Who is Aristotle?

This tile takes a look at the philosphy and ideas of the philosopher known today as the first teacher. Learn all about Aristotle and his principles of life and logic.

Aristotle who?

**Aristotle** is one of the many towering figures of ancient Greek philosophy. As a student of Plato, Aristotle made many contributions to the fields of logic, rhetoric, mathematics, ethics, politics, and, of course, philosophy. Infamously, Aristotle rejected his teacher’s theory of forms and instead took a more empirical stance on metaphysics and philosophy than either Plato or Socrates.

A prolific writer, Aristotle wrote dialogues, essays, and more than 200 philosophical treatises, only 31 of which remain today. His legacy is so plentiful and profound that he is known today as ‘the First Teacher’ or, simply, ‘The Philosopher.’ In 334 BC, Aristotle founded the **Peripatetic school** of philosophy at the Lyceum in Athens.

Aristotle’s beloved syllogism

Aristotle took an empirical approach to philosophy and was particularly interested in the logic of philosophical propositions. While philosophers before him were interested in the content of their arguments, Aristotle was interested in the form of a deduction or logical argument itself.

An example is **syllogism**. This form of argument takes two statements, which, if true, mean the following third statement must be true. If this sounds confusing, here’s an example.

– All mammals have hair or fur.
– Dogs have fur.
– Therefore, dogs are mammals.

Aristotle was interested in the form of the argument and the validity of the statements rather than the metaphysics that may form the argument itself.

He identified that, through logic, deeper truths of reality and ourselves could break through. According to Aristotle, written words symbolize spoken words, which symbolize ideas. While the language may vary according to culture, the ideas or thoughts behind the many different languages and words are unifying.

Inductive reasoning

Aristotle’s emphasis on logic and empirical thought does not stop at deductive reasoning or attaining what is true from a series of true statements. He also believed that **inductive reasoning**, or reasoning based on the inference of universal truths, was equally important.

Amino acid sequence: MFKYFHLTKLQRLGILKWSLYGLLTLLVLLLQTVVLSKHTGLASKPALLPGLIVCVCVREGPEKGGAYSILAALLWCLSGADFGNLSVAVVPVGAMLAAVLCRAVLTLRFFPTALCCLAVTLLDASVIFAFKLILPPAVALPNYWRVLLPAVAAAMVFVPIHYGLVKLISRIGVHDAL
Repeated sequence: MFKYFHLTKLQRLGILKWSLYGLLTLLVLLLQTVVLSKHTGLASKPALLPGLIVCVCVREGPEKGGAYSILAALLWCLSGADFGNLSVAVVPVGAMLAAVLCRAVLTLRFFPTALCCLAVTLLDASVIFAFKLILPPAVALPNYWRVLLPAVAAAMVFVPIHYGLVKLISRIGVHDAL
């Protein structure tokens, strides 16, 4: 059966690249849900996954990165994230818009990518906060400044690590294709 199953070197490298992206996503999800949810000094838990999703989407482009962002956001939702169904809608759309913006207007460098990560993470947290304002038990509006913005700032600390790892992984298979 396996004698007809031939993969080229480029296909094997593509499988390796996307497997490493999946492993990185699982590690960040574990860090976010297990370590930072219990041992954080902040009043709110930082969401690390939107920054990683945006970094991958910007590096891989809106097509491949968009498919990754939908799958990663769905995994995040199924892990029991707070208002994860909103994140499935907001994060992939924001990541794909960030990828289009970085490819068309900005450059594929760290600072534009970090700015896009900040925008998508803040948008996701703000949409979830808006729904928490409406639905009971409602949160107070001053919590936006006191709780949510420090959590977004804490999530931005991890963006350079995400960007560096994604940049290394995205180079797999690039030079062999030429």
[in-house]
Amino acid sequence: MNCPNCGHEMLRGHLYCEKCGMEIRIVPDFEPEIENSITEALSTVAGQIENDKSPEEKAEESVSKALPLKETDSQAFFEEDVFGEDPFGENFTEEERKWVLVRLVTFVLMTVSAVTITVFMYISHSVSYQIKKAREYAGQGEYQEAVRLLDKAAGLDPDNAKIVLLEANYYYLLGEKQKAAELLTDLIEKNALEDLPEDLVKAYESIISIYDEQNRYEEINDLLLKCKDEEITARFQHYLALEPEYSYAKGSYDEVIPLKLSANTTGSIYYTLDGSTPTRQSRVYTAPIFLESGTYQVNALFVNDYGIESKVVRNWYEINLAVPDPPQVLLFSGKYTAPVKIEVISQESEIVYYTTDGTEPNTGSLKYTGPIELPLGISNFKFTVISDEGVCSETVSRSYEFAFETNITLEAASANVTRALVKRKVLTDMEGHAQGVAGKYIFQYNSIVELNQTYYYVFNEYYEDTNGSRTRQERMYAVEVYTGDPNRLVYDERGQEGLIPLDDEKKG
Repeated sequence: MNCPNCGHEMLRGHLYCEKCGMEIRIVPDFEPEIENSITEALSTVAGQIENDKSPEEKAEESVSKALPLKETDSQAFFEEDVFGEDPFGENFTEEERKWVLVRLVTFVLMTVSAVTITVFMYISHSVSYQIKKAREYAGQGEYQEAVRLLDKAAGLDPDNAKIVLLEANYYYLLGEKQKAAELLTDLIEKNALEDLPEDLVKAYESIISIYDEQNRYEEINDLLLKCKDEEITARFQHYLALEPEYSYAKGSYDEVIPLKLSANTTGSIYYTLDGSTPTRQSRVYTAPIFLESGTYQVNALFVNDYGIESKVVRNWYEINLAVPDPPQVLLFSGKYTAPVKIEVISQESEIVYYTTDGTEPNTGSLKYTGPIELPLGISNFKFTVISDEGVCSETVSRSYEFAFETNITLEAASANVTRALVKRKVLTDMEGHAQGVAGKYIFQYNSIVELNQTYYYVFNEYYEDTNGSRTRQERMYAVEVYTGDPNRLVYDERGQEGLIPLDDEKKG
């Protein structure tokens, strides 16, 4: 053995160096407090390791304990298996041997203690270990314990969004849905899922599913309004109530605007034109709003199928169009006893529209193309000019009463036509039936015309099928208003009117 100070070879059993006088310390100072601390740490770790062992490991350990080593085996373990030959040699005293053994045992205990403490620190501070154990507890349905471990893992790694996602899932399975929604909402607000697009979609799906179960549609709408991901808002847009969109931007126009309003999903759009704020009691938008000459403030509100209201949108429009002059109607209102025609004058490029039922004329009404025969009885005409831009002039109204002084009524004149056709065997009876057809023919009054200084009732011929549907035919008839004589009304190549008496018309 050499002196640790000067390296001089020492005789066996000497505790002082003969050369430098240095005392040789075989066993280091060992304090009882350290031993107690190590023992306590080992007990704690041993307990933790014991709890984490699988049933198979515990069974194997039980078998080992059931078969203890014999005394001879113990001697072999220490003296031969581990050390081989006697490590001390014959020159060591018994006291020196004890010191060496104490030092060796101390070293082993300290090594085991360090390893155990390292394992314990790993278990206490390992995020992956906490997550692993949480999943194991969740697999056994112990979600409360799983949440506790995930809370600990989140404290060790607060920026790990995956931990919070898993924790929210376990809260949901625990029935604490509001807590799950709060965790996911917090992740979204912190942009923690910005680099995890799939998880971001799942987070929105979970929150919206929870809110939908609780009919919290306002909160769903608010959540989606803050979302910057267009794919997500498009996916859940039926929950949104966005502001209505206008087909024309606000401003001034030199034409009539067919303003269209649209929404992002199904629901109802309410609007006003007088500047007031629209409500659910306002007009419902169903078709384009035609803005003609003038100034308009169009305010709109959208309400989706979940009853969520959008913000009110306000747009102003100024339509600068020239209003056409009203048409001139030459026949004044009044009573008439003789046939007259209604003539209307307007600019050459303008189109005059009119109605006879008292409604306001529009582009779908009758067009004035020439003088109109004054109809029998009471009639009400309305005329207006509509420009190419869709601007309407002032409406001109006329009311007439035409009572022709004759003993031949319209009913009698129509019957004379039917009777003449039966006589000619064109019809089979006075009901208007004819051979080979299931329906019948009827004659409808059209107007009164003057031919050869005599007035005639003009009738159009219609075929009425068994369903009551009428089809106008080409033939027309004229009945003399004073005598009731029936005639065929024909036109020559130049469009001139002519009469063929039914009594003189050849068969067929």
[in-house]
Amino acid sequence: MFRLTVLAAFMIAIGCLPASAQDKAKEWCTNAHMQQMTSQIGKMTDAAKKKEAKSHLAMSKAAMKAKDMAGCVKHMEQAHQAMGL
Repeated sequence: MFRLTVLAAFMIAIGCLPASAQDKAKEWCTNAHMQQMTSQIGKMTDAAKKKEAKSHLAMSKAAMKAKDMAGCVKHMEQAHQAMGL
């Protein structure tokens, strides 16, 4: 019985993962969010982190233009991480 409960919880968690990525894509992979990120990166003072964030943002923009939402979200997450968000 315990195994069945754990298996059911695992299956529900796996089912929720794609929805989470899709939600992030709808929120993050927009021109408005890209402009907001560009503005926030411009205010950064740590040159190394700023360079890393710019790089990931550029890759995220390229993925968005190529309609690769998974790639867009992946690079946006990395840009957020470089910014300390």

Aristotle did not believe that observations or sensory data should be ignored as more radical philosophers before him did; instead, he believed this type of knowledge was important if it could be supported or proved. While deductions are easily understood as a syllogism, inductions are truths that come as a logical conclusion after proving that the data or ideas on which the induction relies are true.

An example of an induction is the observation that snow falls when it rains and it is cold. On a cold day, one might notice clouds forming, signifying rain. An inductive inference to conclude based on data and observations is that snow will soon fall.

Knowledge is necessary

One of Aristotle’s core philosophies was the importance of the psyche, or mental health, and the dignity of the human mind. Aristotle was firm in his belief that humans were driven by a desire for knowledge and similarly desired an explanation of things in the world around them.

While the depth of the knowledge each person wants may vary – let’s face it, not all of us are intellectuals or scientists – there is an innate curiosity about the mechanics of the universe that resides in each of us. However, to attain this knowledge, Aristotle believed it was important to use empirical methods and form sound arguments rather than base them on observations or sensory information alone.

Knowledge of the fundamental function and form of an object or idea is necessary. Because of this, Aristotle formulated a system of logic, deductive reasoning, and rhetoric with the intention of helping himself, and humanity, realize a deeper understanding of the universe.

Upon closer inspection

According to Plato, the first step in acquiring knowledge is to identify the problems and contradictions that present themselves when we attempt to learn. Aristotle writes, *“[P]eople who inquire without first stating the difficulties are like those who do not know where they have to go.”*

While philosophers before him attempted to parse out intellectual reality from material reality, Aristotle believed that observations were imperative to collect information and form educated inferences on the nature of the universe. Consequently, Aristotle’s devotion to scientific observation and deduction led him to make astounding discoveries.

After careful observation that water forms spherical droplets and pools in the lowest place of any slope or plane, Aristotle concluded that Earth had to be spherical itself. After even closer observation of eclipses, he deducted that the heavens must be spherical as well. The fact that Earth is round isn’t exactly news today, but Aristotle learned that without satellites or maps.

Aristotle’s endoxa

While Aristotle placed a heavy emphasis on knowledge attained from the senses and observations, he also believed in the importance of *endoxa* or ‘credible belief or opinion.’ It’s because of the importance he placed on endoxa that he studied the teachings and writings of his teacher, Plato, and the philosophers who came before him.

According to Aristotle, these credible beliefs come in many forms, and as long as they can be placed into a sound, logical argument, they can be considered true even if they are not empirically provable.